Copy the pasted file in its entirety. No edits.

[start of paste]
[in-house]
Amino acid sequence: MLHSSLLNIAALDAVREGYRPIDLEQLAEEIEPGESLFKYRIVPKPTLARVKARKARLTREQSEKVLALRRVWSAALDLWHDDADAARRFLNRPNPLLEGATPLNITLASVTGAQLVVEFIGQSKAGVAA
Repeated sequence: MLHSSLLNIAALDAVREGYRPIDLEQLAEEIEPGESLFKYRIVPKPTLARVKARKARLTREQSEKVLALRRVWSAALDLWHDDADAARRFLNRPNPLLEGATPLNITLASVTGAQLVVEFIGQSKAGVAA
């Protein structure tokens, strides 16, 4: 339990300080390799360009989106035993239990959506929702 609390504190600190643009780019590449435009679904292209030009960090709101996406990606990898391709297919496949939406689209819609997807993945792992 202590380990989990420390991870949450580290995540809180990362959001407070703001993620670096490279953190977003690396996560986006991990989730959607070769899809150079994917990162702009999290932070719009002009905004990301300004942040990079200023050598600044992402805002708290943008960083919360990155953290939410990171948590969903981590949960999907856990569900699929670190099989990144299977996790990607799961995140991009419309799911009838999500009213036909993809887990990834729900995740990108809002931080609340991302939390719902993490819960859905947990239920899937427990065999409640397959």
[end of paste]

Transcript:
[in-house]
Amino acid sequence: MLHSSLLNIAALDAVREGYRPIDLEQLAEEIEPGESLFKYRIVPKPTLARVKARKARLTREQSEKVLALRRVWSAALDLWHDDADAARRFLNRPNPLLEGATPLNITLASVTGAQLVVEFIGQSKAGVAA
Repeated sequence: MLHSSLLNIAALDAVREGYRPIDLEQLAEEIEPGESLFKYRIVPKPTLARVKARKARLTREQSEKVLALRRVWSAALDLWHDDADAARRFLNRPNPLLEGATPLNITLASVTGAQLVVEFIGQSKAGVAA
């Protein structure tokens, strides 16, 4: 339990300080390799360009989106035993239990959506929702 609390504190600190643009780019590449435009679904292209030009960090709101996406990606990898391709297919496949939406689209819609997807993945792992 202590380990989990420390991870949450580290995540809180990362959001407070703001993620670096490279953190977003690396996560986006991990989730959607070769899809150079994917990162702009999290932070719009002009905004990301300004942040990079200023050598600044992402805002708290943008960083919360990155953290939410990171948590969903981590949960999907856990569900699929670190099989990144299977996790990607799961995140991009419309799911009838999500009213036909993809887990990834729900995740990108809002931080609340991302939390719902993490819960859905947990239920899937427990065999409640397959």